For many black voters selecting a candidate for President during the 2008 election was a simple choice between a 70-year-old man who represented a Republican establishment that traditionally supported policies not in the interest of their community, or a fresh-faced, charismatic black Senator from Illinois whose candidacy appeared to be the crystallization of a dream prophesized by an iconic figure in the advancement of civil rights.
The math was easy, and it equated to 96 percent of African-American voters casting their ballot for Barack Obama, making him our nation's first black President.
So doing it again in 2012 is a no-brainer, right?
According to candidate for the GOP nomination for President Herman Cain, and Black activists Tavis Smiley and Dr. Cornel West, it shouldn't be.
Cain, Smiley and West are members of a group of African-American public figures who believe that Black voters should entertain the idea of casting their vote elsewhere when selecting the next President of the United States.
Cain, who is attempting to gain the GOP nomination for President and run against President Obama in 2012 believes that blacks have been "brainwashed" into traditionally voting democrat, and should consider supporting his bid for President.
Smiley and West, whose criticism of Obama started shortly after they didn't receive invites to President Obama's premium inauguration events, claim that Blacks have been underserved and ignored by Obama's administration and shouldn't be so quick to support him on Election Day.
Smiley and West also embarked on a Poverty Bus Tour in August, taking them through 18 cities and across 11 states to speak with Americans who "have been hit hardest by the recession." Coincidently, the bus tour also started along with a new radio show on PBS titled "Smiley and West."
West and Smiley are also authors who often sell books that focus on issues pertaining to the plight of the poor and minority communities.
Too often, black issues have been nothing more than a political football used to score a few extra points for politicians, or push ratings and book sales of black activists seeking an increased public persona and financial gain.
The President's critics on "blackness" all question his contribution to the advancement of black America. However, none of them have any successes in the black community of their own to point to other than book sales, paid speaking engagements at conventions or on cable news channels.
Honestly, you could say that the black community has done more for them than they've done for us. Buying their books, listening to their radio shows, and showing up to their events has done more to advance their careers than the so-called "black agenda."
At least Obama offers an ear to the Black community, and to be honest, a growing number of young black Americans are growing tired of seeing the likes of Jesse Jackson, Tavis Smiley and Cornel West speak for us without our consent.
We voted for Obama, we didn't vote for them. So who are they to question the President's contribution to the Black community?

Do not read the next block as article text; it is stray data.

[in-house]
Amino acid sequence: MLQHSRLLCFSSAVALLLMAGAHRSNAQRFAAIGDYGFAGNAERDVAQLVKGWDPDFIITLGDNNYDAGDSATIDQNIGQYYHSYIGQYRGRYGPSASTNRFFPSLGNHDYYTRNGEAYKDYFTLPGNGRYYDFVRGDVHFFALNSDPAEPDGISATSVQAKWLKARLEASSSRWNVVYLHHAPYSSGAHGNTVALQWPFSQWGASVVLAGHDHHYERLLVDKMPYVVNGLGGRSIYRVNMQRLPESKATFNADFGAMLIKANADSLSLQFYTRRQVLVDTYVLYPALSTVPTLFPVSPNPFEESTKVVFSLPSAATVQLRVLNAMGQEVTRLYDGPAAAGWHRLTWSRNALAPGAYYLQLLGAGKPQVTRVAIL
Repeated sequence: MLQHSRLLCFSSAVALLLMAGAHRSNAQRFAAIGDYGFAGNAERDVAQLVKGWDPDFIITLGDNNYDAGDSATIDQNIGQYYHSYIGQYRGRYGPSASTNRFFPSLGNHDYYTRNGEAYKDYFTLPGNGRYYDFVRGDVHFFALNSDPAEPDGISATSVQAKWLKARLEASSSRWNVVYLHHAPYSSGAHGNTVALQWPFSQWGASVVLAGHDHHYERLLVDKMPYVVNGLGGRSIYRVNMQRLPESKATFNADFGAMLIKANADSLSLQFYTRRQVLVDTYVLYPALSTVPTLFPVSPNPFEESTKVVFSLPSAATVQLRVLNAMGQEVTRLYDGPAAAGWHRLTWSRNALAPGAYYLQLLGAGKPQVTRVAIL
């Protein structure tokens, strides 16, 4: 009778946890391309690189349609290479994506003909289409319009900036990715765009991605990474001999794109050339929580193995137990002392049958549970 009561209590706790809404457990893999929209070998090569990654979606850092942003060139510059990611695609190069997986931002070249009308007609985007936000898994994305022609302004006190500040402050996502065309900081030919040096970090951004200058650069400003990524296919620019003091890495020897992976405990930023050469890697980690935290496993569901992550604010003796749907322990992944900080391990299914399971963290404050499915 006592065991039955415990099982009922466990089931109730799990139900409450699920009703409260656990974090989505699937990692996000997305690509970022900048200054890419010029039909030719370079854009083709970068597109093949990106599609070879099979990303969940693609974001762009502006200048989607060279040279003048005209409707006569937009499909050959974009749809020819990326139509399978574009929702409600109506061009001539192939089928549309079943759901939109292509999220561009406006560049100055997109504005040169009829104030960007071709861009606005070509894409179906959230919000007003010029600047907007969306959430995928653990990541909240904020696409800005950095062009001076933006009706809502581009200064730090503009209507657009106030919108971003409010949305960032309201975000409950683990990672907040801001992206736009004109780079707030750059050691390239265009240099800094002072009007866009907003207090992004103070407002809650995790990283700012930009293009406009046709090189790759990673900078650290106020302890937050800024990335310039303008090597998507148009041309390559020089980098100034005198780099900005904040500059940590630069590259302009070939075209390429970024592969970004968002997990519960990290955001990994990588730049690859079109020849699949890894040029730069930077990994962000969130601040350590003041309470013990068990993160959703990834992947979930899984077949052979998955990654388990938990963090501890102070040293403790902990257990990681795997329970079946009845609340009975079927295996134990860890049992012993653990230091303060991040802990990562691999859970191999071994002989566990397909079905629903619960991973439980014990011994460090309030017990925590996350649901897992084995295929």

If Obama never passes another piece of legislation the mere sight of seeing a black man lead a nation has had a tremendous impact on the black community.
Black Americans who would never dream of becoming world leaders or participating in the democratic process are now stepping up and staking their claim to the American dream.
Also, President Obama's proposed jobs bill would have a profound impact on black unemployment -- one of the main issues crippling the black community.
The bill, which calls for the extension of unemployment insurance, will benefit 1.4 million African Americans and their families.
To help them in their search for work, the President is calling for a new tax credit for hiring the long-term unemployed.
The bill re-affirms a commitment to rebuilding and revitalizing communities across the country, and will target investments to the neighborhoods hardest-hit by the recession.
The President's plan also supports subsidized jobs and summer/year-round jobs for African-American youth -- for whom unemployment is above 30 percent.
The jobs bill also calls for an extension and expansion of the payroll tax cut that will affect nearly 20 million African-American workers.
By extending the payroll tax cut for employees next year and expanding it to cut payroll taxes in half, the President's plan will help increase the paychecks of nearly 20 million African-American workers -- providing them with more money to spend in their communities.
President Obama has not been perfect. But, to say he has completely ignored African Americans while in office is irresponsible. You could also make the argument that he has done more for black America than any other black leader in the past 40 years.
Will blacks head to the polls the way they did in 2008? Probably not, but regardless of what Cain, West and Smiley have to say, blacks in America will continue to be in President Obama's corner. Not because we are brainwashed, not because we don't know the issues, but because he offers the best chance for the advancement of the community -- not just another speech, self-promoting tour, book or radio show.